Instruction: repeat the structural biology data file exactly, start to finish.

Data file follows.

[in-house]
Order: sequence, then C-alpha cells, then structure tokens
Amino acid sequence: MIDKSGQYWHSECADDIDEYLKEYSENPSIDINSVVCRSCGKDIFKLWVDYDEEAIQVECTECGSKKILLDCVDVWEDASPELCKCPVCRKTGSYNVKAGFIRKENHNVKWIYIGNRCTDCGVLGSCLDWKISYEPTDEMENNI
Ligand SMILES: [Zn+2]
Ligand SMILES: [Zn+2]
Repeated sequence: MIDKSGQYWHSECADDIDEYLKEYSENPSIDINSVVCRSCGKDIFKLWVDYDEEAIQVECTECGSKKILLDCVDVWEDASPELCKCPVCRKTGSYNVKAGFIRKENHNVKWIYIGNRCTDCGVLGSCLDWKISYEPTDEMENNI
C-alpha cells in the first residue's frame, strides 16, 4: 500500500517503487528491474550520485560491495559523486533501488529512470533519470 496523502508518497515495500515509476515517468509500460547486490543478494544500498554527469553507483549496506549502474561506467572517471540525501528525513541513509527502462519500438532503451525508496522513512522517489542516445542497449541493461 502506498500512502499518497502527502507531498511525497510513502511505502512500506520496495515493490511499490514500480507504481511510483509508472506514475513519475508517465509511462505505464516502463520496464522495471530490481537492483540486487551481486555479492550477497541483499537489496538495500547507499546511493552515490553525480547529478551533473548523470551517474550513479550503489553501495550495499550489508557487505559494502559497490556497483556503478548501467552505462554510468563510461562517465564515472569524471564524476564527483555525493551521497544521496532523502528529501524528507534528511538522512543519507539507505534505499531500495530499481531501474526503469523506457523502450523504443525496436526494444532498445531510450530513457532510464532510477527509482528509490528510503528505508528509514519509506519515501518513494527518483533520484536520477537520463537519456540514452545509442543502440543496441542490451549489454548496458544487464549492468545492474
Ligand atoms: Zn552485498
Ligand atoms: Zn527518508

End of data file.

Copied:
[in-house]
Order: sequence, then C-alpha cells, then structure tokens
Amino acid sequence: MIDKSGQYWHSECADDIDEYLKEYSENPSIDINSVVCRSCGKDIFKLWVDYDEEAIQVECTECGSKKILLDCVDVWEDASPELCKCPVCRKTGSYNVKAGFIRKENHNVKWIYIGNRCTDCGVLGSCLDWKISYEPTDEMENNI
Ligand SMILES: [Zn+2]
Ligand SMILES: [Zn+2]
Repeated sequence: MIDKSGQYWHSECADDIDEYLKEYSENPSIDINSVVCRSCGKDIFKLWVDYDEEAIQVECTECGSKKILLDCVDVWEDASPELCKCPVCRKTGSYNVKAGFIRKENHNVKWIYIGNRCTDCGVLGSCLDWKISYEPTDEMENNI
C-alpha cells in the first residue's frame, strides 16, 4: 500500500517503487528491474550520485560491495559523486533501488529512470533519470 496523502508518497515495500515509476515517468509500460547486490543478494544500498554527469553507483549496506549502474561506467572517471540525501528525513541513509527502462519500438532503451525508496522513512522517489542516445542497449541493461 502506498500512502499518497502527502507531498511525497510513502511505502512500506520496495515493490511499490514500480507504481511510483509508472506514475513519475508517465509511462505505464516502463520496464522495471530490481537492483540486487551481486555479492550477497541483499537489496538495500547507499546511493552515490553525480547529478551533473548523470551517474550513479550503489553501495550495499550489508557487505559494502559497490556497483556503478548501467552505462554510468563510461562517465564515472569524471564524476564527483555525493551521497544521496532523502528529501524528507534528511538522512543519507539507505534505499531500495530499481531501474526503469523506457523502450523504443525496436526494444532498445531510450530513457532510464532510477527509482528509490528510503528505508528509514519509506519515501518513494527518483533520484536520477537520463537519456540514452545509442543502440543496441542490451549489454548496458544487464549492468545492474
Ligand atoms: Zn552485498
Ligand atoms: Zn527518508